The new legislation allows the Government to abolish parts of the Northern Ireland Protocol without EU consent. MPs voted 295 to 221 in favour of passing the bill with a majority of 74 yet the House of Commons list shows that 76 Tories did not vote.
The passing enables the legislation to have a second reading but the bill is likely to be contested by the House of Lords which could lead to a lengthy dispute.
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The bill was first introduced last month and is viewed as necessary to safeguard the Good Friday Agreement.
However, EU representatives have argued that the passing of such legislation is a breach of international law.
Prior to the vote, Foreign Secretary Liz Truss said the Northern Ireland Protocol Bill is the “only solution” to resolve trade difficulties across the Irish Sea.
This is because the EU is not willing to reopen negotiations over the Brexit deal.
Ms Truss said: “This legislation will fix the problems the protocol has created, ensuring that goods can flow freely within the UK, while avoiding a hard border and safeguarding the EU single market.
“A negotiated solution has been and remains our preference, but the EU continues to rule out changing the protocol itself – even though it is patently causing serious problems in Northern Ireland – which therefore means we are obliged to act.”
Ahead of the vote, Express.co.uk asked readers their opinion on whether MPs should support the Northern Ireland Bill.
In a poll that ran from 10am on Monday, June 27, to 1pm on Tuesday, June 28, Express.co.uk asked: “Should MPs vote for Liz Truss’s Northern Ireland plan to save Brexit?”
Overall, 1,712 readers cast their vote with the overwhelming majority, 92 percent (1,575 people), answering “yes”, MPs should back Ms Truss’s Northern Ireland plan to save Brexit.
Meanwhile, eight percent (132 people) said “no” they should not, while just five people said they did not know either way.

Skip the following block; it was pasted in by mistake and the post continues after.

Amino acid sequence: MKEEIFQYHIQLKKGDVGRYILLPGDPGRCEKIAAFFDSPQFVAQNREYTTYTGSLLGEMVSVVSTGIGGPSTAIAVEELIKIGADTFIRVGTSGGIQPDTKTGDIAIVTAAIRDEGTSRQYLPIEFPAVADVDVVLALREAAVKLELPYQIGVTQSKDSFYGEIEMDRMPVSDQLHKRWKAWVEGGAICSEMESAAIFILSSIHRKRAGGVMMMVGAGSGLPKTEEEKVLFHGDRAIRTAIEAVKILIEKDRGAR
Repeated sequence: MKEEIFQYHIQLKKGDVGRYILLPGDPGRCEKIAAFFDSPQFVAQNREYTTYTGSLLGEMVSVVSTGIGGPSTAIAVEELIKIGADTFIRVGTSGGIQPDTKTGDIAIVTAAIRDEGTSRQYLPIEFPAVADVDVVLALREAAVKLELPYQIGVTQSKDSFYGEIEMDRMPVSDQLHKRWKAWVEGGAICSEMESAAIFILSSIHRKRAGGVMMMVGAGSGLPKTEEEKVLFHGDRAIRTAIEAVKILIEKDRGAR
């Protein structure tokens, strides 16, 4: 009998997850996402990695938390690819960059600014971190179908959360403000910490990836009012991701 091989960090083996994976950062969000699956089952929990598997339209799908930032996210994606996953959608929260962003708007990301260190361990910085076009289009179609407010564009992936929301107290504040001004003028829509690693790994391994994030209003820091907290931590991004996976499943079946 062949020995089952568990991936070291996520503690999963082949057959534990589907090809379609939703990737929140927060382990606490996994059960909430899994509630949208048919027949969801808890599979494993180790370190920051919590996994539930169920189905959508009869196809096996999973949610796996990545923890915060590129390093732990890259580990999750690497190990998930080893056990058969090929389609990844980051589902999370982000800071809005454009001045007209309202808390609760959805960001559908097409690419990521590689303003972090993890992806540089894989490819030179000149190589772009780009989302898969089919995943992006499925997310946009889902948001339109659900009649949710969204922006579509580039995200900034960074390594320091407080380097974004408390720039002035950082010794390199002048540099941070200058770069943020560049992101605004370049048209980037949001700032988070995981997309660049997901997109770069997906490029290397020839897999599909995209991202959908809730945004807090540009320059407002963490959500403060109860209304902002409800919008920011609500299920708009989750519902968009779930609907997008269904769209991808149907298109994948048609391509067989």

Dozens of comments were left below the accompanying article as readers shared their thoughts on the vote.
However, goods travelling between Great Britain and Northern Ireland are subject to customs checks and EU regulations.
Ms Truss has said she hopes to reduce border and ease inflexible regulation, tax-and-spend discrepancies and democratic governance issues.
One reader, username Jaymo said: “Should never have been any checks on goods staying in the UK.”
And username Mīnōtaurus said: “The UK has no option but to protect the Good Friday Agreement and Internal Market.”
Yet some readers were against the new legislation with username Will-l am Not commenting: “Not unless it benefits the UK.”
At present, Northern Ireland has no executive as the Democratic Unionist Party (DUP) has refused to enter a power-sharing Government with Sinn Fein in protest over the Protocol.
There are fears that the absence of a functioning devolved Government could threaten the peace created by the Good Friday Agreement.
Prime Minister Boris Johnson has said that border checks in the Irish Seas could be removed by the end of the year.